Demonstrators for slave reparations gather on the National Mall in Washington, DC. (Photo: Manny Ceneta/Getty Images)

Western Kentucky University’s Student Government Association passed a resolution on Tuesday that expressed support for paying reparations to black students.

The resolution asks WKU to create a task force in order to “assess the feasibility of test-optional admissions and geographically-weighted admissions.” In particular, they cited research and studies showing that an admissions process that uses standardized test scores “restricts the college opportunities for needy students, helping higher education perpetuate inequality.”

On Thursday afternoon, WKU President Gary Ransdell responded in a statement.

“Student success is an important ongoing discussion at Western Kentucky University, and the recruitment, persistence and success of underrepresented minority students is a daily focus across this institution,” Ransdell wrote.

“We appreciate the Student Government Association’s interest in these issues, but it’s important to clarify that their resolution is not an official position taken by the University. I have read the SGA resolution, and I understand that their intent was to spark a conversation, but the University will not adopt any such policy. I’ve spent much of the last year engaging in dialogue with black student leaders on campus, which has led to a greater understanding and appreciation of their experiences and priorities. Our goal is to ensure that WKU is both a welcoming place and a place that focuses on persistence and success.”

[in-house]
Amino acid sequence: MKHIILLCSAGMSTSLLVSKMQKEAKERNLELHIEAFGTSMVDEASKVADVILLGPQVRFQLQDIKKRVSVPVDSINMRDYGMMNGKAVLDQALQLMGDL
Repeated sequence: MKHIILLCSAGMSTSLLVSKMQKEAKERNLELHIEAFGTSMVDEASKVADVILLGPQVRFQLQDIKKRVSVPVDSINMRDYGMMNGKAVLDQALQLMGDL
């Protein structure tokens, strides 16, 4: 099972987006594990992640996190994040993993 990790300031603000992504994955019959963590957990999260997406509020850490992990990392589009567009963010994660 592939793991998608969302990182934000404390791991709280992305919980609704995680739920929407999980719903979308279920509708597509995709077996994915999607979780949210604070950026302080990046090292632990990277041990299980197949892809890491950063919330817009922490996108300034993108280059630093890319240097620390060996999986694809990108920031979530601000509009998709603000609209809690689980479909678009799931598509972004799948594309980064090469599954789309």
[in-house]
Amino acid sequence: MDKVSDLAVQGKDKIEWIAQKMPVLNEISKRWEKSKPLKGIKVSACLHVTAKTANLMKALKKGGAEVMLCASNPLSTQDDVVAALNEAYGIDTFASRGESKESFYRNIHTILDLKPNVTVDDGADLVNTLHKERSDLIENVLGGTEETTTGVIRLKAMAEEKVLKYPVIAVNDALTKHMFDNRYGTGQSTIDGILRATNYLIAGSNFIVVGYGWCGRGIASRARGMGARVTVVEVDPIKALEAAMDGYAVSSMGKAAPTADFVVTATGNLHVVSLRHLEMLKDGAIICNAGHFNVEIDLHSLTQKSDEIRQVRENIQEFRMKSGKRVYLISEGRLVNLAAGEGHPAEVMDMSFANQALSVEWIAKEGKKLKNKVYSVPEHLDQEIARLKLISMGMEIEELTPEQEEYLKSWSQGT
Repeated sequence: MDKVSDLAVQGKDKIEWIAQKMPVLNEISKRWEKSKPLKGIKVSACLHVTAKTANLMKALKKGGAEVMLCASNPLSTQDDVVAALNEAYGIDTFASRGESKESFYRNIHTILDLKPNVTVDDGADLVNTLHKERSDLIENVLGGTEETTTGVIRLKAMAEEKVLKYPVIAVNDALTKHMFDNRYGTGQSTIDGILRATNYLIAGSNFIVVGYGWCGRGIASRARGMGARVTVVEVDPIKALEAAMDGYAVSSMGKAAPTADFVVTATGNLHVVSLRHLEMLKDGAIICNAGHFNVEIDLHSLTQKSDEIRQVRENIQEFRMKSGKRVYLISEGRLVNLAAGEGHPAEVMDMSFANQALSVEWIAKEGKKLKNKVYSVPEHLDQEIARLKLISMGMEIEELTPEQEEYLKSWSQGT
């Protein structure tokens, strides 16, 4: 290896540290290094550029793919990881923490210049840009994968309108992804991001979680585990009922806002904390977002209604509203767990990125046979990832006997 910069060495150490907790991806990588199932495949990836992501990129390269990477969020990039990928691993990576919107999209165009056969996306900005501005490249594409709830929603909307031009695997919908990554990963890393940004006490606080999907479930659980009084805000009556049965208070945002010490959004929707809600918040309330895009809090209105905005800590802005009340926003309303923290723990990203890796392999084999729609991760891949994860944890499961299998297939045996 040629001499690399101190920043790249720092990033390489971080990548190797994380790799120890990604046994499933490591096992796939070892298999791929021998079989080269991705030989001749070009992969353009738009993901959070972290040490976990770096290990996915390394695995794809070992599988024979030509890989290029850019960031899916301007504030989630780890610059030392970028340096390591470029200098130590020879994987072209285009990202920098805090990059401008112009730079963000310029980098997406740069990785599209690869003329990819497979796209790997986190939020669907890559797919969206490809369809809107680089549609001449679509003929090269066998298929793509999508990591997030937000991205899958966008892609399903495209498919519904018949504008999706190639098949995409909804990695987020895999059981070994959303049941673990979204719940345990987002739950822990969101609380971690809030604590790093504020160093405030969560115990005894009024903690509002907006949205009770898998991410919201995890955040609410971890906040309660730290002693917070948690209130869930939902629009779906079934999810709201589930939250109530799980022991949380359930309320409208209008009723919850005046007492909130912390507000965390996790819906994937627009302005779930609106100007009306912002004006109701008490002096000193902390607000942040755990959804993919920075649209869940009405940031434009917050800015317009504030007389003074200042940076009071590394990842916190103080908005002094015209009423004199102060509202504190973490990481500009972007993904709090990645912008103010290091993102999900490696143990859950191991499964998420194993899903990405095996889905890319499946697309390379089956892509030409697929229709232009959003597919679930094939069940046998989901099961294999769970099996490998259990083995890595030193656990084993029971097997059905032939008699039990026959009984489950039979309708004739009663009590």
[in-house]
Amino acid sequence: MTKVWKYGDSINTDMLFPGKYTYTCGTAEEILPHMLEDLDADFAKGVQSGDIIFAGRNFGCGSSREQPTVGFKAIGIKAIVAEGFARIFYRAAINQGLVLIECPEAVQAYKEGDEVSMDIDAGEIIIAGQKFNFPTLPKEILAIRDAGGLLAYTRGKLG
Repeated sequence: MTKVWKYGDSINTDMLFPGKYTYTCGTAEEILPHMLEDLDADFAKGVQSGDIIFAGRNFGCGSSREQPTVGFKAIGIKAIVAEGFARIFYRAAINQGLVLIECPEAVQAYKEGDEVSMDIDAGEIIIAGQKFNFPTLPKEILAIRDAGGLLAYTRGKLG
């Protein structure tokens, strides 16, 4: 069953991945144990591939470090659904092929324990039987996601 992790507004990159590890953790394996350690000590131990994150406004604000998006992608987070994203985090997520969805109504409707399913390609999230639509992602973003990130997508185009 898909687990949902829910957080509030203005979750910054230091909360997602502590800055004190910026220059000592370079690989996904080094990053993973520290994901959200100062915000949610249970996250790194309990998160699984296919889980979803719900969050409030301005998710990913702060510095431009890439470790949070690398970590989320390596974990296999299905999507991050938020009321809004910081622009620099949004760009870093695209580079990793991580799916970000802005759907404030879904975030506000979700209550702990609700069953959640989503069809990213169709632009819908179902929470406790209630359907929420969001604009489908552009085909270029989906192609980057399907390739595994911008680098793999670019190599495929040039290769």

However, Randsdell said, the university would support low-income and first-generation college students.

“As we continue to work through elements of the campus diversity plan and on our recruitment and student success initiatives, we will focus on those things that help all students succeed,” he wrote. “We will direct resources, energy and effort toward those methods that are responsible, practical and proven to achieve student success, with a particular focus on underrepresented minorities, low-income and first generation college students.”